Every team has a "burn the tape" game, a loss so lacking in redeeming value that it's better to forget it ever happened.
Frank Martin stopped short of that Thursday. When his team gathered for practice, Martin showed his players the highlights from their grisly, 75-36 loss to Florida.
He wasn't without temptation, though.
There was little rewinding of the tape from Carolina's game versus Florida.
"I tried to jump in that dumpster to burn myself along with the film, but I didn't fit in there," Martin joked on "Carolina Calls."
The Gamecocks hope for more pleasurable viewing Saturday when they host the resurgent Georgia Bulldogs (9-11, 3-4 SEC) at Colonial Life Arena. Georgia has won three of its last four, and even that lone loss wasn't shameful: the Bulldogs led Florida at halftime before falling 64-47. With young players rounding into form, and an All-SEC guard scoring in a variety of ways, the Bulldogs faintly resemble the team that lost 7 of 8 games in December.
What does the tape reveal about Georgia? Pre-tip reads before the Gamecocks and Bulldogs battle at Colonial Life Arena (1:00 p.m. EST airtime, Gamecock IMG Sports Network):
Untangling The Triangle: The triangle offense rose to fame with Michael Jordan's Chicago Bulls in the 1990s. But its roots trace back to a place Martin knows well: Tex Winter perfected and popularized the system as head coach of Kansas State in the 1950s. It lives on at Georgia thanks to head coach Mark Fox, who - no surprise - grew up in Garden City, Kan., and logged time as a K-State assistant.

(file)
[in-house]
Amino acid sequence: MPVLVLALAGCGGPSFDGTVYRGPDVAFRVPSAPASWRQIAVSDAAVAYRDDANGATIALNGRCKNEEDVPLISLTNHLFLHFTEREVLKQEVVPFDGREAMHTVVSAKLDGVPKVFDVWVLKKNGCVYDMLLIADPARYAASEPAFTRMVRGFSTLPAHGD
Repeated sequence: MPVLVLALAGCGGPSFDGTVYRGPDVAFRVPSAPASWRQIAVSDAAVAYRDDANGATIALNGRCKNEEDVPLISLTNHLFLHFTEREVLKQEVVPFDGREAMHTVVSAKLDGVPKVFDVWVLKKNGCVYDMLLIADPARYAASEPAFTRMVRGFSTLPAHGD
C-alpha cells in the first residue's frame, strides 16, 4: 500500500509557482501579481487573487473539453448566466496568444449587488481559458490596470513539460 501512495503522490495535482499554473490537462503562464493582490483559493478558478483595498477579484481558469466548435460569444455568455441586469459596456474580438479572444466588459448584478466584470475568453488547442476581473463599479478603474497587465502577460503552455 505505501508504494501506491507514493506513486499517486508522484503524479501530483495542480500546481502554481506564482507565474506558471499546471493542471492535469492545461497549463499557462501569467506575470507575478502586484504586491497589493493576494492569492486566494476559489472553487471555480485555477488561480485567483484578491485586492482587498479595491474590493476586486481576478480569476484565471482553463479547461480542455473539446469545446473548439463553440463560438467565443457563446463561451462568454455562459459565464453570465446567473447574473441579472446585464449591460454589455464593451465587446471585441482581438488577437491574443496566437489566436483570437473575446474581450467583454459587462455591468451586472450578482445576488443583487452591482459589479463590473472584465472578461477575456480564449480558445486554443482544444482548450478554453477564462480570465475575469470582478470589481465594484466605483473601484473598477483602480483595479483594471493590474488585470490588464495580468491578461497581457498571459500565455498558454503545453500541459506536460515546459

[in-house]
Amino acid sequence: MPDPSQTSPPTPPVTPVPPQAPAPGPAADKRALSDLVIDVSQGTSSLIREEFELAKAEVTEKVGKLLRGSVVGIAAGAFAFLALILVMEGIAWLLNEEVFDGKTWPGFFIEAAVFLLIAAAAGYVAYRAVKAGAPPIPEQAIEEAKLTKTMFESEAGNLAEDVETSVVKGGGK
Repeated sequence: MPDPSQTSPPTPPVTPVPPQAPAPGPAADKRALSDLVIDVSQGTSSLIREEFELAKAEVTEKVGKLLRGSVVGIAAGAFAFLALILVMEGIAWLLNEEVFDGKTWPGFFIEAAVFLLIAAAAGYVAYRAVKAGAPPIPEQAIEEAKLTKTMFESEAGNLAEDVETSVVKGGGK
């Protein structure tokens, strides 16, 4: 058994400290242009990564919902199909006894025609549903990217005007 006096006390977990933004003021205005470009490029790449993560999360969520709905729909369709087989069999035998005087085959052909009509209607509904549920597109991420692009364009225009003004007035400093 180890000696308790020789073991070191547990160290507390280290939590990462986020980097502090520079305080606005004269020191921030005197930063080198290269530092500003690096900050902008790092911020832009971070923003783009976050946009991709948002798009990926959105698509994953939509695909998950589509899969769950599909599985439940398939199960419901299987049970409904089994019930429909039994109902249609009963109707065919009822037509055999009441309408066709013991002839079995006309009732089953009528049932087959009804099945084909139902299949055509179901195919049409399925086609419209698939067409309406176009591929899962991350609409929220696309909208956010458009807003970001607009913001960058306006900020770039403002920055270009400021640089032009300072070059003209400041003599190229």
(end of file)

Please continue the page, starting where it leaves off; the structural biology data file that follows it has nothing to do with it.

The offense takes its name after its basic set-up: a triangle on the strong (ball) side, formed by a player on the low block, wing, and corner. The triangle relies on a series of "reads," with every player moving, cutting, and passing based on what the defense shows them.
The basic premise of the triangle offense: a triangle on the strong side of the ball.
A favorite play is the "flex screen," where a player cuts from the corner, uses a baseline screen, and runs to the opposite block. Both the screener and cutter then look for post-ups, hoping to duck in and "pin down" their defender. Georgia will also run plenty of action through the "pinch post," or the high post on the help side of the ball. With four players in the starting lineup measuring 6'5" or taller, Georgia's length only adds to the triangle's treachery.
Georgia Projected Starting Lineup
PG Vincent Williams 6'0"
-or- Charles Mann 6'4"
SG Kentavious Caldwell-Pope 6'5"
SF Brandon Morris 6'7"
PF Donte Williams 6'9"
C John Florveus 6'11"
Martin talks often about disrupting a team's rhythm, and few teams rely on it more heavily than the Bulldogs: an SEC-leading 57.4% of their baskets are assisted. Martin says the Gamecocks must affect that rhythm by forcing long passes.
"They want to catch that ball somewhere between the top of the key and the foul line," he explained, referring to the pinch post. "You have to make the passer catch it above the top of the circle. Now that pass becomes a longer pass [inside], which makes it easier on your guys to guard that stuff inside."
Long passes may also provide relief to Carolina's guards, who could find themselves defending the post often Saturday.
Man to Stop: Georgia guard Kentavious Caldwell-Pope. A 6'5" sophomore from Greenville, Ga., Caldwell-Pope (17.5 ppg) has led Georgia in scoring in 18 of 20 games this year. No SEC team has a wider margin between its leading scorer and second-leading scorer than the Bulldogs - forward Nemanja Djurisic is next at 7.7 points per game - which only magnifies Caldwell-Pope's importance.